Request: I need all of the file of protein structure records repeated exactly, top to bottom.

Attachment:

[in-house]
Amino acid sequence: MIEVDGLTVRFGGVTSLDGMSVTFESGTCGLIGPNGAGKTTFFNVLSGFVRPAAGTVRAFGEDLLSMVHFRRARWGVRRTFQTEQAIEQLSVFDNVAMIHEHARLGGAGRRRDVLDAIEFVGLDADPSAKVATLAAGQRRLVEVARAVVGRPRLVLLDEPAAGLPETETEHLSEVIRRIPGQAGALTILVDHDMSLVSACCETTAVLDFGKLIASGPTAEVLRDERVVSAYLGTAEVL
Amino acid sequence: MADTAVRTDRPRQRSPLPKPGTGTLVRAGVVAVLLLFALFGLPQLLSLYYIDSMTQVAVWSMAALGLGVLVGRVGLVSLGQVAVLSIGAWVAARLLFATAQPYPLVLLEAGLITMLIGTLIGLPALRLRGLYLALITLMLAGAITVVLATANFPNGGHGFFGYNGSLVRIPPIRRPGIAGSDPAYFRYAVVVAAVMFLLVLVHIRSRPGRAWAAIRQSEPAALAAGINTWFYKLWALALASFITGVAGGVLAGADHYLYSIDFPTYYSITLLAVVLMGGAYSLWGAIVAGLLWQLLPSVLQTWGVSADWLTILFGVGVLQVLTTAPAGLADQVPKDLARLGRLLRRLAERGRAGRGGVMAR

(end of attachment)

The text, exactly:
[in-house]
Amino acid sequence: MIEVDGLTVRFGGVTSLDGMSVTFESGTCGLIGPNGAGKTTFFNVLSGFVRPAAGTVRAFGEDLLSMVHFRRARWGVRRTFQTEQAIEQLSVFDNVAMIHEHARLGGAGRRRDVLDAIEFVGLDADPSAKVATLAAGQRRLVEVARAVVGRPRLVLLDEPAAGLPETETEHLSEVIRRIPGQAGALTILVDHDMSLVSACCETTAVLDFGKLIASGPTAEVLRDERVVSAYLGTAEVL
Amino acid sequence: MADTAVRTDRPRQRSPLPKPGTGTLVRAGVVAVLLLFALFGLPQLLSLYYIDSMTQVAVWSMAALGLGVLVGRVGLVSLGQVAVLSIGAWVAARLLFATAQPYPLVLLEAGLITMLIGTLIGLPALRLRGLYLALITLMLAGAITVVLATANFPNGGHGFFGYNGSLVRIPPIRRPGIAGSDPAYFRYAVVVAAVMFLLVLVHIRSRPGRAWAAIRQSEPAALAAGINTWFYKLWALALASFITGVAGGVLAGADHYLYSIDFPTYYSITLLAVVLMGGAYSLWGAIVAGLLWQLLPSVLQTWGVSADWLTILFGVGVLQVLTTAPAGLADQVPKDLARLGRLLRRLAERGRAGRGGVMAR